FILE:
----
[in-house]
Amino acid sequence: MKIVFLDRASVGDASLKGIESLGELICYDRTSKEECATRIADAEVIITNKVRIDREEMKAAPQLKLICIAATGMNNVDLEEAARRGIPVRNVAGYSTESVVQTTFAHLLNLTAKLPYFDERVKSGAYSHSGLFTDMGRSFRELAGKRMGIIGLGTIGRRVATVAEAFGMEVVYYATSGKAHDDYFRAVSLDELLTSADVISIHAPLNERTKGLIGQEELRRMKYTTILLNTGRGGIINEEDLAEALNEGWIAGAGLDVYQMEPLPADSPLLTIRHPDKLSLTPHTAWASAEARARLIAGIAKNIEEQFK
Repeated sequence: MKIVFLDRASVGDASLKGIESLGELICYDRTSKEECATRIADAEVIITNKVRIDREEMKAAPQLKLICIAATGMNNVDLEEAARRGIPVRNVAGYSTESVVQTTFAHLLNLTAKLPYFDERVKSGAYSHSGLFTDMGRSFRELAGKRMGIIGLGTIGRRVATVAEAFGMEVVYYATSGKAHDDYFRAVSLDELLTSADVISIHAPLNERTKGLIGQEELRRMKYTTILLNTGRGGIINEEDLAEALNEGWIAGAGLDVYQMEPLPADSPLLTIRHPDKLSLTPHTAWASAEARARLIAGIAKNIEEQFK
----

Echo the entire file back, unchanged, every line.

[in-house]
Amino acid sequence: MKIVFLDRASVGDASLKGIESLGELICYDRTSKEECATRIADAEVIITNKVRIDREEMKAAPQLKLICIAATGMNNVDLEEAARRGIPVRNVAGYSTESVVQTTFAHLLNLTAKLPYFDERVKSGAYSHSGLFTDMGRSFRELAGKRMGIIGLGTIGRRVATVAEAFGMEVVYYATSGKAHDDYFRAVSLDELLTSADVISIHAPLNERTKGLIGQEELRRMKYTTILLNTGRGGIINEEDLAEALNEGWIAGAGLDVYQMEPLPADSPLLTIRHPDKLSLTPHTAWASAEARARLIAGIAKNIEEQFK
Repeated sequence: MKIVFLDRASVGDASLKGIESLGELICYDRTSKEECATRIADAEVIITNKVRIDREEMKAAPQLKLICIAATGMNNVDLEEAARRGIPVRNVAGYSTESVVQTTFAHLLNLTAKLPYFDERVKSGAYSHSGLFTDMGRSFRELAGKRMGIIGLGTIGRRVATVAEAFGMEVVYYATSGKAHDDYFRAVSLDELLTSADVISIHAPLNERTKGLIGQEELRRMKYTTILLNTGRGGIINEEDLAEALNEGWIAGAGLDVYQMEPLPADSPLLTIRHPDKLSLTPHTAWASAEARARLIAGIAKNIEEQFK